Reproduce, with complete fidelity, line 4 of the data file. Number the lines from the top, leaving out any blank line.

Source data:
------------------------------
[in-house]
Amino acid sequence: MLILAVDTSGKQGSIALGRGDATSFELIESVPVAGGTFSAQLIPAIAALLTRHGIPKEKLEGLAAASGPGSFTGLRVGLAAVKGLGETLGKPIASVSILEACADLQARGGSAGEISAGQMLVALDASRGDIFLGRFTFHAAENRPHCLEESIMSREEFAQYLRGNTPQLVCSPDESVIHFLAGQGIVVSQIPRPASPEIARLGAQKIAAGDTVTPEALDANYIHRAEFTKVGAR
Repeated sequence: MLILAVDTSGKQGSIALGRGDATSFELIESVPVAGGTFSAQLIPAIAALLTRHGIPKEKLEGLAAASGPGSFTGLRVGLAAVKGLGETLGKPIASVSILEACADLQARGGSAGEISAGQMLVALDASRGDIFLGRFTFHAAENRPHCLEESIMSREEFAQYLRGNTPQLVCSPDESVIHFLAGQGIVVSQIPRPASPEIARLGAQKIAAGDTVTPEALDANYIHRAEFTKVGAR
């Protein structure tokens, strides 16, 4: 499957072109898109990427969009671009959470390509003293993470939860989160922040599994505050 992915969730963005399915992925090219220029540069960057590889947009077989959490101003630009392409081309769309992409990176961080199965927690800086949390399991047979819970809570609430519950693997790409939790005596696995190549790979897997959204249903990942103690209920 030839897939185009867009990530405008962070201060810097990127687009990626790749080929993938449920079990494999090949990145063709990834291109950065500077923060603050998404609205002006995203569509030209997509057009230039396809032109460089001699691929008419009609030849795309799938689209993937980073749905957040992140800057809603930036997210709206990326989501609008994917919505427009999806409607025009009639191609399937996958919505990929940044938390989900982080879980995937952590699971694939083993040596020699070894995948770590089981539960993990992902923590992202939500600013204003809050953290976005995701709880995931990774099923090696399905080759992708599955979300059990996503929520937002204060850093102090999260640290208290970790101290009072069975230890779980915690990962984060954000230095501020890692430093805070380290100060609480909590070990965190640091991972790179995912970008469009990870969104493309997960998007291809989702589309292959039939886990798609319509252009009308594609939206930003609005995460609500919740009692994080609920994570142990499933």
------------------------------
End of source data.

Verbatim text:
């Protein structure tokens, strides 16, 4: 499957072109898109990427969009671009959470390509003293993470939860989160922040599994505050 992915969730963005399915992925090219220029540069960057590889947009077989959490101003630009392409081309769309992409990176961080199965927690800086949390399991047979819970809570609430519950693997790409939790005596696995190549790979897997959204249903990942103690209920 030839897939185009867009990530405008962070201060810097990127687009990626790749080929993938449920079990494999090949990145063709990834291109950065500077923060603050998404609205002006995203569509030209997509057009230039396809032109460089001699691929008419009609030849795309799938689209993937980073749905957040992140800057809603930036997210709206990326989501609008994917919505427009999806409607025009009639191609399937996958919505990929940044938390989900982080879980995937952590699971694939083993040596020699070894995948770590089981539960993990992902923590992202939500600013204003809050953290976005995701709880995931990774099923090696399905080759992708599955979300059990996503929520937002204060850093102090999260640290208290970790101290009072069975230890779980915690990962984060954000230095501020890692430093805070380290100060609480909590070990965190640091991972790179995912970008469009990870969104493309997960998007291809989702589309292959039939886990798609319509252009009308594609939206930003609005995460609500919740009692994080609920994570142990499933």